When thinking of Bermuda, the wonderful and unique beaches and sunshine are obviously the first thing that comes to mind, but there is much more to see!
Indeed, although it is an island paradise with wonderful beaches, there’s so much more to see than just spend all your time by the sea. Bermuda has so much to offer. It of course depends on WHO you are – and what you’re interested in. However, we thought it would be nice to do a ‘Top Ten Things To See And Do In Bermuda – For Culture Vultures’!
Whether you are a fan of history, have a passion for maritime things, like monuments or just curious to explore wherever you go, Bermuda is more than just a georgous tropical island. You should take the time to see its luxurious and fragrant gardens, such as the (1) Botanical Gardens in Hamilton.
Bermuda is defined by its history, a mix of British culture and African heritage, with slaves brought from Africa to the oldest British colony from 1684 to 1807. It was also a strategic place for the military defence of the North Atlantic Ocean and there are forts still standing. The (2) Fort St. Catherine is one of them, located north of the town of St. George’s. It has a museum and some of the best views of the Island’s shorelines.
On your way back, on the eastern part of the Island, have a wander on the (3) St Catherine’s beach – it’s amazing. Nearby, (4) the town of St George’s is a must-see. The former capital was founded in 1612 and is now a UNESCO World Heritage accredited municipality.
Churches are aplenty in Bermuda and some built in the early years of the British settlement can still be found.(5) Old Devonshire Church, in the Devonshire Parish, in the middle of the island, dates back to 1716 and stands on the grounds of a worship place built in 1624. Its silver plate was made in 1590 and is marked with the Tudor rose. Its interior suggests that at the time, ship builders and church builders were involved in both trades.
The Anglican (6) St. James Church, in Sandy’s Parish, is one of the most distinctive churches in Bermuda. Originally built in wood in the 1700’s, it was destroyed by a hurricane and rebuilt in 1789. A spire was added in 1880, destroyed by lightning in 1939 and replaced with a replica later!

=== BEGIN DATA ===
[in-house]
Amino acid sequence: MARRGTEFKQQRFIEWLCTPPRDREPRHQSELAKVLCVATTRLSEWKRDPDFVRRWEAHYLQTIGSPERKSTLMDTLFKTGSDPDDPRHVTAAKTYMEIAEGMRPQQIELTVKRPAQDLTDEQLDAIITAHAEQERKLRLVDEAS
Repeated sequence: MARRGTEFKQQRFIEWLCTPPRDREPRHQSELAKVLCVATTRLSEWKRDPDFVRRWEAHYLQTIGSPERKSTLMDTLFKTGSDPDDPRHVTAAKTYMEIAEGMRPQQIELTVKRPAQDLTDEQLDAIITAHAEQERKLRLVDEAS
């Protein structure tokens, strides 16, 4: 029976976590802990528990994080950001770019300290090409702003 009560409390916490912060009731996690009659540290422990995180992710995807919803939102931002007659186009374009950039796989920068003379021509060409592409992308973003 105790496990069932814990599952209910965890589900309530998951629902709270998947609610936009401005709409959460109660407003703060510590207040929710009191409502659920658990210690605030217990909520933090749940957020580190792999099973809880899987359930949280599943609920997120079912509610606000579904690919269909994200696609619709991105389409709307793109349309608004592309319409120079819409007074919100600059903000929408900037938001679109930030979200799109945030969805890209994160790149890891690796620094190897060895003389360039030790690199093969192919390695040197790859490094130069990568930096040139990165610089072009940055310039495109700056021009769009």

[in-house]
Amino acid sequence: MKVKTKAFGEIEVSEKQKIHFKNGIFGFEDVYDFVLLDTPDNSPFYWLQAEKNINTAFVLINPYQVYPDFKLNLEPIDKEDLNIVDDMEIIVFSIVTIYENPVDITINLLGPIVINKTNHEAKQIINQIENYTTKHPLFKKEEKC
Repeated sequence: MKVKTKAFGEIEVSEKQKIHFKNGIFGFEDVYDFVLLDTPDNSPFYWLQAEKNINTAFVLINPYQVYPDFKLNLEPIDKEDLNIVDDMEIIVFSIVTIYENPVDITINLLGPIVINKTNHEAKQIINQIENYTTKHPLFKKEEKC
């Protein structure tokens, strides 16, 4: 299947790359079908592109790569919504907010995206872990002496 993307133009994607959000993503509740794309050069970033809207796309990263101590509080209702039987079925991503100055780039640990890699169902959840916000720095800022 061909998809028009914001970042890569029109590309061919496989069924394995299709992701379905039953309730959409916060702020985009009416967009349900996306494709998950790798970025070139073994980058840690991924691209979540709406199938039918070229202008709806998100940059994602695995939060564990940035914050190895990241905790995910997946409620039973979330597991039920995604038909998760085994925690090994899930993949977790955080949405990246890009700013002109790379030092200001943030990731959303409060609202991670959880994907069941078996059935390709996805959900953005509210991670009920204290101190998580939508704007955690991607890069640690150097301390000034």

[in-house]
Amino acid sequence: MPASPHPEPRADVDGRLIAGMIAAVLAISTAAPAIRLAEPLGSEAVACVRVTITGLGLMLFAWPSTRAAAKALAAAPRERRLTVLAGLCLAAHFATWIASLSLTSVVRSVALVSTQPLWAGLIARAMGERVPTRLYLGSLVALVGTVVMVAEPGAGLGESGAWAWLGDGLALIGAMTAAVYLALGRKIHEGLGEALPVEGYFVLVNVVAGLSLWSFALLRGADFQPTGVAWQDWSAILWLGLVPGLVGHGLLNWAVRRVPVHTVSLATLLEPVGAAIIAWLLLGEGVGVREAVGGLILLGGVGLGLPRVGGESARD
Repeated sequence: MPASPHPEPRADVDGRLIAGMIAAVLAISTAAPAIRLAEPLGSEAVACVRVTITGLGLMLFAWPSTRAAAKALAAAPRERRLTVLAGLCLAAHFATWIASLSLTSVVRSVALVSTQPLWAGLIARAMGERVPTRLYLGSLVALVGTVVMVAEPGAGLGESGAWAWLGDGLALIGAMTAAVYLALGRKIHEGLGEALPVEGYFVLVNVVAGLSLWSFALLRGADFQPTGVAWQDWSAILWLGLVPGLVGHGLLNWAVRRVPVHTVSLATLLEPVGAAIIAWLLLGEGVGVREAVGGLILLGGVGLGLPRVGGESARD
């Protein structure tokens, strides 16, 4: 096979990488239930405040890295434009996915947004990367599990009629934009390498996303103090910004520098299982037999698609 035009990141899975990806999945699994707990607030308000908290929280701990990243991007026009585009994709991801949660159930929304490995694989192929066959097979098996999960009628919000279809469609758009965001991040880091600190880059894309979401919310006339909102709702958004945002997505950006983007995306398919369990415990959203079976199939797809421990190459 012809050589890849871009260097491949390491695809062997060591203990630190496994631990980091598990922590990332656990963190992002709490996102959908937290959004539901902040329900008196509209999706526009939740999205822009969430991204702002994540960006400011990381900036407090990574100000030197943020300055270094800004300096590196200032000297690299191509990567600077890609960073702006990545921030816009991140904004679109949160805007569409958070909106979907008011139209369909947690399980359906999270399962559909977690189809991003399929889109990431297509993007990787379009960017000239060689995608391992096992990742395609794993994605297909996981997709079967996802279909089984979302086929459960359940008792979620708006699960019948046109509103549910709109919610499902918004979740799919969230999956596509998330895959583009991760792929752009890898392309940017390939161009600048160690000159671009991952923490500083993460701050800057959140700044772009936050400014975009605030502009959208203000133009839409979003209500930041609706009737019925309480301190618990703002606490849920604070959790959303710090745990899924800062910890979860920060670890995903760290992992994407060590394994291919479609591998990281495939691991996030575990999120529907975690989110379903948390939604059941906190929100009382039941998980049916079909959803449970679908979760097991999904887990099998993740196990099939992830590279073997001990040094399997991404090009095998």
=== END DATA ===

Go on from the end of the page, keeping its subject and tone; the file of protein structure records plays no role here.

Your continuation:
Of course, the sea is at the heart of the Bermudian history and you can learn more in the (7) Maritime Museum at the Royal Naval Dockyard, the largest museum on the Island. There are over half a dozen lighthouses too, with two of them open to visitors.(8) St. David’s lighthouse was built in 1879 and is located on the island of the same name, in St George’s Parish. (9) Gibbs Hills, sitting on the highest point of the island in Southampton Parish, is from 1844 and is the oldest cast iron lighthouse in the world.
Even culture vultures need some respite – so getting back to the beaches – we must mention (10) Elbow Beach, on the southern coast of Paget Parish, considered one of the most popular in Bermuda And it’s also where our scooter, moped and rental livery are based…..which leads on to…….
Bonus! NO. (11) Elbow Beach Cycles!
The best way to see these top attractions in Bermuda is by Scooter! And we have some of the best scooters and deals on the island!
Booking a scooter with us could not be simpler. All you have to do is just let us know by booking online with our easy to use booking form, including the date and time of arrival, and our scooter delivery team will have your scooter ready and waiting for you when you arrive on the Island. Elbow Beach Cycles will have your scooter ready for you and even pick it up again when you are finished with it! Our scooter rental service is ideal for cruise ship passengers wanting to explore Bermuda – whether you are looking to book a rental for a few days or a week.